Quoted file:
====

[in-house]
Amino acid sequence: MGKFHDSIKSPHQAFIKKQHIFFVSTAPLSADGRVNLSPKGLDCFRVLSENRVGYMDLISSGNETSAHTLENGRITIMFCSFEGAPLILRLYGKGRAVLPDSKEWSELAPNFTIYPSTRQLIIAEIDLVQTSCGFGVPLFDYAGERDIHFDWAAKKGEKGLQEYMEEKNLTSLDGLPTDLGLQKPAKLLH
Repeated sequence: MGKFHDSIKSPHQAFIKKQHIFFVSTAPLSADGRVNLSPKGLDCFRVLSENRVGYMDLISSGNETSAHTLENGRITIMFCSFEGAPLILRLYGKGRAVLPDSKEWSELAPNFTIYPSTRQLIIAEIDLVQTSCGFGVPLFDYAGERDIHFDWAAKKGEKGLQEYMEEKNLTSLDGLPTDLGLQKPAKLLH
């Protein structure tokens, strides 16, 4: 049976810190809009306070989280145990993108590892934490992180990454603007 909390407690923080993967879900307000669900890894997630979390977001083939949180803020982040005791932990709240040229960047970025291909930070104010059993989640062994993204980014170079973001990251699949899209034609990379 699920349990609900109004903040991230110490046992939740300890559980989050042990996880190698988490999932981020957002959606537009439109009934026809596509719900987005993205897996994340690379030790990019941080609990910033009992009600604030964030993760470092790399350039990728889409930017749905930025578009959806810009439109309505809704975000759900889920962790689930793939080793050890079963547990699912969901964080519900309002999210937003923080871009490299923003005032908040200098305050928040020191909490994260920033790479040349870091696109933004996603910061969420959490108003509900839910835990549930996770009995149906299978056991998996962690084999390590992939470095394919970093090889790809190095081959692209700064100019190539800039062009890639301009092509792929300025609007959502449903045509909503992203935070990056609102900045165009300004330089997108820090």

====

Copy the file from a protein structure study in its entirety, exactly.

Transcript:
[in-house]
Amino acid sequence: MGKFHDSIKSPHQAFIKKQHIFFVSTAPLSADGRVNLSPKGLDCFRVLSENRVGYMDLISSGNETSAHTLENGRITIMFCSFEGAPLILRLYGKGRAVLPDSKEWSELAPNFTIYPSTRQLIIAEIDLVQTSCGFGVPLFDYAGERDIHFDWAAKKGEKGLQEYMEEKNLTSLDGLPTDLGLQKPAKLLH
Repeated sequence: MGKFHDSIKSPHQAFIKKQHIFFVSTAPLSADGRVNLSPKGLDCFRVLSENRVGYMDLISSGNETSAHTLENGRITIMFCSFEGAPLILRLYGKGRAVLPDSKEWSELAPNFTIYPSTRQLIIAEIDLVQTSCGFGVPLFDYAGERDIHFDWAAKKGEKGLQEYMEEKNLTSLDGLPTDLGLQKPAKLLH
């Protein structure tokens, strides 16, 4: 049976810190809009306070989280145990993108590892934490992180990454603007 909390407690923080993967879900307000669900890894997630979390977001083939949180803020982040005791932990709240040229960047970025291909930070104010059993989640062994993204980014170079973001990251699949899209034609990379 699920349990609900109004903040991230110490046992939740300890559980989050042990996880190698988490999932981020957002959606537009439109009934026809596509719900987005993205897996994340690379030790990019941080609990910033009992009600604030964030993760470092790399350039990728889409930017749905930025578009959806810009439109309505809704975000759900889920962790689930793939080793050890079963547990699912969901964080519900309002999210937003923080871009490299923003005032908040200098305050928040020191909490994260920033790479040349870091696109933004996603910061969420959490108003509900839910835990549930996770009995149906299978056991998996962690084999390590992939470095394919970093090889790809190095081959692209700064100019190539800039062009890639301009092509792929300025609007959502449903045509909503992203935070990056609102900045165009300004330089997108820090």